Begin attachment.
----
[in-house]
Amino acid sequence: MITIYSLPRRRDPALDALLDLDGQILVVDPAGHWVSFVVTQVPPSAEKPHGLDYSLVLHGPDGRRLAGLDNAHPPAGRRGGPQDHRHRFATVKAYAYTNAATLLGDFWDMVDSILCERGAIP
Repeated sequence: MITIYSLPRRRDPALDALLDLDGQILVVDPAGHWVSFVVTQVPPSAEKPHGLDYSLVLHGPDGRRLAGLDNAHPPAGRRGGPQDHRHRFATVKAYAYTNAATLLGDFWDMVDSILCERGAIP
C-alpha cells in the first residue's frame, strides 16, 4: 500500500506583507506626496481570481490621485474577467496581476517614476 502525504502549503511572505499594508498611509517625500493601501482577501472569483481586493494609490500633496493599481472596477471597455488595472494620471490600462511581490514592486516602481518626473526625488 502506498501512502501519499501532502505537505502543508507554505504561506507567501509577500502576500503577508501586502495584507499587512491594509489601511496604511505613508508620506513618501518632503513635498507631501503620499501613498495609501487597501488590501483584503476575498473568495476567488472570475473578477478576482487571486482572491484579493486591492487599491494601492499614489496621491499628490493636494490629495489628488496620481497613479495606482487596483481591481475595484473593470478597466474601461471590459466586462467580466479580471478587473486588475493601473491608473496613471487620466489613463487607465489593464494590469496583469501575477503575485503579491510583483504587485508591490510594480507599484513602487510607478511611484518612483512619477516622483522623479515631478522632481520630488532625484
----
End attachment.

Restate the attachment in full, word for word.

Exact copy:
[in-house]
Amino acid sequence: MITIYSLPRRRDPALDALLDLDGQILVVDPAGHWVSFVVTQVPPSAEKPHGLDYSLVLHGPDGRRLAGLDNAHPPAGRRGGPQDHRHRFATVKAYAYTNAATLLGDFWDMVDSILCERGAIP
Repeated sequence: MITIYSLPRRRDPALDALLDLDGQILVVDPAGHWVSFVVTQVPPSAEKPHGLDYSLVLHGPDGRRLAGLDNAHPPAGRRGGPQDHRHRFATVKAYAYTNAATLLGDFWDMVDSILCERGAIP
C-alpha cells in the first residue's frame, strides 16, 4: 500500500506583507506626496481570481490621485474577467496581476517614476 502525504502549503511572505499594508498611509517625500493601501482577501472569483481586493494609490500633496493599481472596477471597455488595472494620471490600462511581490514592486516602481518626473526625488 502506498501512502501519499501532502505537505502543508507554505504561506507567501509577500502576500503577508501586502495584507499587512491594509489601511496604511505613508508620506513618501518632503513635498507631501503620499501613498495609501487597501488590501483584503476575498473568495476567488472570475473578477478576482487571486482572491484579493486591492487599491494601492499614489496621491499628490493636494490629495489628488496620481497613479495606482487596483481591481475595484473593470478597466474601461471590459466586462467580466479580471478587473486588475493601473491608473496613471487620466489613463487607465489593464494590469496583469501575477503575485503579491510583483504587485508591490510594480507599484513602487510607478511611484518612483512619477516622483522623479515631478522632481520630488532625484